It doesn’t look much from the outside, but its spacious dining area for a delicious breakfast and sunny outdoor terrace grant guests plenty of room to enjoy the modern facilities of this hotel. Rooms are a bit on the small side, but, with service this welcoming, it’s hard to complain.
The W Santiago, Barrio Las Condes
If you’re seeking a five-star hotel from a brand you can rely on, the W Santiago ($249 USD double) is the perfect fit.
Spacious bedrooms – with a welcoming balcony for an additional fee – have floor-to-ceiling windows taking in the whole of the city’s impressive skyline, while the rooftop swimming pool has 360-degree views of the same for a truly outstanding place to enjoy the city’s year-round sunshine.
The decor is contemporary and carefully designed to ensure you get the zeds you’ll need for a busy day exploring Chile’s most vibrant city, while their rooftop bar is the place to be seen – or just grab a deliciously smooth glass of homegrown red.
Santiago has a wide selection of brilliant restaurants, but if a relaxed evening in the hotel is more your style then their Karai restaurant is the ideal alternative. Showcasing Nikkei cuisine (a combination of Peruvian and Japanese styles), it’s a brilliant introduction to South America’s dining scene.
With its historic streets painted with decades of street art and beguiling views across the bay, the hilly city of Valparaíso often features highly on travelers’ Chile itineraries.
Once South America’s most important merchant port on the Pacific coast, the city has fallen down on its heels over the years, meaning it’s essential to pick a safe neighborhood in which to stay.
Both Cerro Alegre and Cerro Concepción are good choices, not least because of their access to some of the best restaurants and bars the city has to offer.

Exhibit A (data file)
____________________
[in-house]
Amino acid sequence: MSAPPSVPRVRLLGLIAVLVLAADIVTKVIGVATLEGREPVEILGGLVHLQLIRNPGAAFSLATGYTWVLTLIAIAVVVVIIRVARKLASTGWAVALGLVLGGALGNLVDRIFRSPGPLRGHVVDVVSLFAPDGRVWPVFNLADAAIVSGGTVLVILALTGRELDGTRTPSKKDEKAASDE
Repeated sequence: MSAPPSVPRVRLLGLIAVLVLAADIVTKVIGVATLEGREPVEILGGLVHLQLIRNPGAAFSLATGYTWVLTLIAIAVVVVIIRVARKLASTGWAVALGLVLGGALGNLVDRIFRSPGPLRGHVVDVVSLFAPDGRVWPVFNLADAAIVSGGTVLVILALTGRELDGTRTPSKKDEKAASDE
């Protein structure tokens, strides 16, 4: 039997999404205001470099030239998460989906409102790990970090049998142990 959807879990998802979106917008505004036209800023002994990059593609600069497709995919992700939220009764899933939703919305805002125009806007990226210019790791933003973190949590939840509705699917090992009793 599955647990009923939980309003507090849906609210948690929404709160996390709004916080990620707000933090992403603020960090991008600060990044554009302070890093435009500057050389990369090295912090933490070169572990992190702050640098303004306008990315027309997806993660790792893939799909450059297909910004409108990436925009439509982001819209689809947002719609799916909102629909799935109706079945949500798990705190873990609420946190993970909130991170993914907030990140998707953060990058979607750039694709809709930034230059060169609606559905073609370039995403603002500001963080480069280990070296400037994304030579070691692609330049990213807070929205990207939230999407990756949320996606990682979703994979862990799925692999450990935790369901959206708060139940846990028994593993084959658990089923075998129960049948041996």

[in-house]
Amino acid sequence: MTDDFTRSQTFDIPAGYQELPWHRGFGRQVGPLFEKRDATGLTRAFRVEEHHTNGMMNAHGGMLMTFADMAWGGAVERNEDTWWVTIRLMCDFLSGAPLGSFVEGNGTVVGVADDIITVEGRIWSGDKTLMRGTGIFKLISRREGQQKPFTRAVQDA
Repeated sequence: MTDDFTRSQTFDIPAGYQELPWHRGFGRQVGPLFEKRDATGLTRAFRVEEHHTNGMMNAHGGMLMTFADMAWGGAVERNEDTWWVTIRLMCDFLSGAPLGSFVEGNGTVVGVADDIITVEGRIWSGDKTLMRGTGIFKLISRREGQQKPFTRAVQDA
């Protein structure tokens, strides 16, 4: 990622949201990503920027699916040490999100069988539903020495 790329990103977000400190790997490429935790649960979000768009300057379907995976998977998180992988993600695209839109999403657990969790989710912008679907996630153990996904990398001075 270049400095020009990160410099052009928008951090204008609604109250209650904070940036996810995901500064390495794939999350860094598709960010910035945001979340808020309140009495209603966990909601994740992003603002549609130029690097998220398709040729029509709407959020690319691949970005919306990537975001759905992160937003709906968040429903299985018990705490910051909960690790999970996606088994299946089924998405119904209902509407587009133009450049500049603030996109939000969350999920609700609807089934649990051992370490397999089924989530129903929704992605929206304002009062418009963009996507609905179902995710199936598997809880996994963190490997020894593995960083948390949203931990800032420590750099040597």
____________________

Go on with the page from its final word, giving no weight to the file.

Zero Hotel, Cerro Alegre
The egg-blue 1880s house of chic Zero Hotel ($169 USD double) that overlooks the bay from the elevated position of Cerro Alegre was converted in 2007 into what is now considered one of Valparaíso’s top lodgings.
Pay a little extra for one of the four suites, which all have sea views; that said, all of the nine rooms have plenty of space and sensitive decoration and are in keeping with this historic building.
Downstairs is a pretty terrace looking toward the bay – perfect for a chilled glass of white wine or a pisco sour as the sun sets.
Hotel WineBox, Cerro Mariposa
A short taxi drive from Cerro Alegre and Cerro Concepción is the distinctive Winebox ($125 USD double), which is built from 25 recycled shipping containers and brightly painted to match the character of the city.
The 21 mini apartments are named after wine grapes grown in Chile, and come with kitchens and floor-to-ceiling windows and balconies for admiring the sweeping views across the port and bay – panoramas that are matched from the spectacular rooftop terrace and bar that sits at the top of the hotel.
Six graffiti artists have added their stamp to each room – just one of the quirky features of the hotel, masterminded by Grant Phelps, the former winemaker of Casas del Bosque in Valle de Casablanca.
Phelps runs tours of his urban winery, the first in Valparaíso, in the basement of the hotel.
San Pedro de Atacama
Chile lays claim to a broad stretch of the Atacama Desert in the very far north of the country.
Here, landscapes of muted red volcanic landscapes set beneath the powder blues of near-constantly clear skies offer incredible opportunities for star gazing and absorbing the Mars-like terrain of this remarkable place.
Accommodations abound in San Pedro de Atacama, the main gateway for the desert, with the best a short walk from the town’s noisy central thoroughfare, Caracoles.
A 10-minute walk from San Pedro’s main street, the charming Ckuri Atacama ($80 UD double) is in traditional adobe buildings furnished with weavings and adobe furniture, making it blend seamlessly into the red, rocky terrain of the Atacama Desert.
Each room in this cozy guesthouse has a large en suite bath and adjoining seating area, where a kettle, toaster, cutlery, plates, and a fridge make self-catering breakfast possible. There’s also plenty of purified water to help avoid parched throats in this desert climate.
The attentive local owners have thought of everything, including portable heaters in each room and comfortable beds, as well as bikes that can be borrowed. You’re guaranteed a welcoming stay at this wonderful guesthouse, whose location also ensures a quiet, restful stay.
Hotel Pascual Andino